Categorizing log messages

Application log events are often unstructured and contain variable data. For example:

{"time":1454516381000,"message":"org.jdbi.v2.exceptions.UnableToExecuteStatementException: com.mysql.jdbc.exceptions.MySQLTimeoutException: Statement cancelled due to timeout or client request [statement:\"SELECT id, customer_id, name, force_disabled, enabled FROM customers\"]","type":"logs"}

You can use machine learning to observe the static parts of the message, cluster similar messages together, and classify them into message categories.

The machine learning model learns what volume and pattern is normal for each category over time. You can then detect anomalies and surface rare events or unusual types of messages by using count or rare functions. For example:

PUT _xpack/ml/anomaly_detectors/it_ops_new_logs
{
  "description" : "IT Ops Application Logs",
  "analysis_config" : {
    "categorization_field_name": "message",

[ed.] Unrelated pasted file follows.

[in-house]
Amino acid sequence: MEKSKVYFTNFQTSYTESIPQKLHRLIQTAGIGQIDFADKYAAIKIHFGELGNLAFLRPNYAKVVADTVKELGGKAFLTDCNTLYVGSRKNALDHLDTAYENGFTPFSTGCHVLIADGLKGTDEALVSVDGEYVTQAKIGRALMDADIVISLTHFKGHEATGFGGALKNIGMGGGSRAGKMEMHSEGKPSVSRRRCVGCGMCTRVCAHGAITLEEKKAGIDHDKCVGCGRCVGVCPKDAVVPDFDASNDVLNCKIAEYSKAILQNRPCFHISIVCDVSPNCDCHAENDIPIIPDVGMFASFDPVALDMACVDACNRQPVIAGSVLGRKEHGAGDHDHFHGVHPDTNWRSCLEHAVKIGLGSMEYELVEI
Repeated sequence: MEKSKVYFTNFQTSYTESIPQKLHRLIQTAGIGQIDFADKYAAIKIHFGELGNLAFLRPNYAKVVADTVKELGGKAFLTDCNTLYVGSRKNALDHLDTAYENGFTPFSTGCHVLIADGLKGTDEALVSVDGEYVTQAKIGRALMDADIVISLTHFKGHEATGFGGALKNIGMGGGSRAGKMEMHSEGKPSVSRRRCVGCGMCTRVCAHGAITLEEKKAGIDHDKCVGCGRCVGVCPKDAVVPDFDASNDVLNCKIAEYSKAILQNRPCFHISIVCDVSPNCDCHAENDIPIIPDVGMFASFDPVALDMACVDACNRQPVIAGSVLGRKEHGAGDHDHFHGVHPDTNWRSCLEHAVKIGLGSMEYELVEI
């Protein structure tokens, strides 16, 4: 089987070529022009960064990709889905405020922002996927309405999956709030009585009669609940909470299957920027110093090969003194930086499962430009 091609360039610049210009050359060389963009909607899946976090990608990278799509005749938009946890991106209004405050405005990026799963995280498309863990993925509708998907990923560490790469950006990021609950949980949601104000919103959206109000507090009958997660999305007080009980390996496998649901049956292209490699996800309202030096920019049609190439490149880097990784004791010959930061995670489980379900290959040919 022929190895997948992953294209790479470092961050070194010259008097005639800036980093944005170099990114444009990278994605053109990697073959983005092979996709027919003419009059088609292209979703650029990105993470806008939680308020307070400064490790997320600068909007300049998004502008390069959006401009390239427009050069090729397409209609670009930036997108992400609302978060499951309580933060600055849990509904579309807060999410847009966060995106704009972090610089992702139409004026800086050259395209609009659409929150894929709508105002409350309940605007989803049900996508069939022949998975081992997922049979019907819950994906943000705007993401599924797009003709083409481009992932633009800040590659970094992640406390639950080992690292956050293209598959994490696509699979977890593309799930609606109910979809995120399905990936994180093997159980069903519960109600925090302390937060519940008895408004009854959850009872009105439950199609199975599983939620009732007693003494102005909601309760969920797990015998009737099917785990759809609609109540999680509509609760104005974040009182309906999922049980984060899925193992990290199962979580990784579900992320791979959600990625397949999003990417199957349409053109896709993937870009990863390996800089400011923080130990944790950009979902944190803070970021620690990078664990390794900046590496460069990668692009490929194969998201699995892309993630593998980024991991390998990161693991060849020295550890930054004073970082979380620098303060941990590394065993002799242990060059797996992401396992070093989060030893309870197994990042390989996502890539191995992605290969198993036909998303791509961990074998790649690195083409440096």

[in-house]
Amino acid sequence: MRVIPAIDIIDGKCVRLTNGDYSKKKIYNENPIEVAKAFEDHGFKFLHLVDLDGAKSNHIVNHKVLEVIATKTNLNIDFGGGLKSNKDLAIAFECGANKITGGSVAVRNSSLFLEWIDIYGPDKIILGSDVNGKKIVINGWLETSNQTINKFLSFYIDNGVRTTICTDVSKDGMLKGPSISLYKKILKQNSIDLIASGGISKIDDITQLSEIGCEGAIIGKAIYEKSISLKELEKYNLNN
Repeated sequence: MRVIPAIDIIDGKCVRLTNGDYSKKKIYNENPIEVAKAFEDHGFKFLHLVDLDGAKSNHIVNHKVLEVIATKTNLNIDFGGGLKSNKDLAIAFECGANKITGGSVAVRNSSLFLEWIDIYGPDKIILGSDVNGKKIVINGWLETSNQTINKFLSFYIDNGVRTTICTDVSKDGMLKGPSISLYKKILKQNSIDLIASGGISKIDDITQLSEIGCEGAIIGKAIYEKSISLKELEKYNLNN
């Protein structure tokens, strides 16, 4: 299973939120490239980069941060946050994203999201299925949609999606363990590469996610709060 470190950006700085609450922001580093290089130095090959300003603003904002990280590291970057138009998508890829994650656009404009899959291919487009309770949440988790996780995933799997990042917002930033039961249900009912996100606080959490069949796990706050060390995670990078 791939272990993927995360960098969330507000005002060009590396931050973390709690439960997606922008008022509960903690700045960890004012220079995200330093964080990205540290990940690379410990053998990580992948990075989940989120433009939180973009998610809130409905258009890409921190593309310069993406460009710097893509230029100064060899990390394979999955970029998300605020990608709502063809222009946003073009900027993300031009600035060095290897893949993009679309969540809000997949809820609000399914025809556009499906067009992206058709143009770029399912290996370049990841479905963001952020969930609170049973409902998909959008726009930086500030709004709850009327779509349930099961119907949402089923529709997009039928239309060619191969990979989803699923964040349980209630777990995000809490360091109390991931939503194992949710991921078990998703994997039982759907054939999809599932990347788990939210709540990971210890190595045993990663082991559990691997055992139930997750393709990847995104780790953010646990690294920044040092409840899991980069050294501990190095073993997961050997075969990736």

"bucket_span":"30m",
    "detectors" :[{
      "function":"count",
      "by_field_name": "mlcategory", 
      "detector_description": "Unusual message counts"
    }],
    "categorization_filters":[ "\\[statement:.*\\]"]
  },
  "analysis_limits":{
    "categorization_examples_limit": 5
  },
  "data_description" : {
    "time_field":"time",
    "time_format": "epoch_ms"
  }
}

The categorization_field_name property indicates which field will be categorized.

The resulting categories are used in a detector by setting by_field_name, over_field_name, or partition_field_name to the keyword mlcategory. If you do not specify this keyword in one of those properties, the API request fails.

The optional categorization_examples_limit property specifies the maximum number of examples that are stored in memory and in the results data store for each category. The default value is 4. Note that this setting does not affect the categorization; it just affects the list of visible examples. If you increase this value, more examples are available, but you must have more storage available. If you set this value to 0, no examples are stored.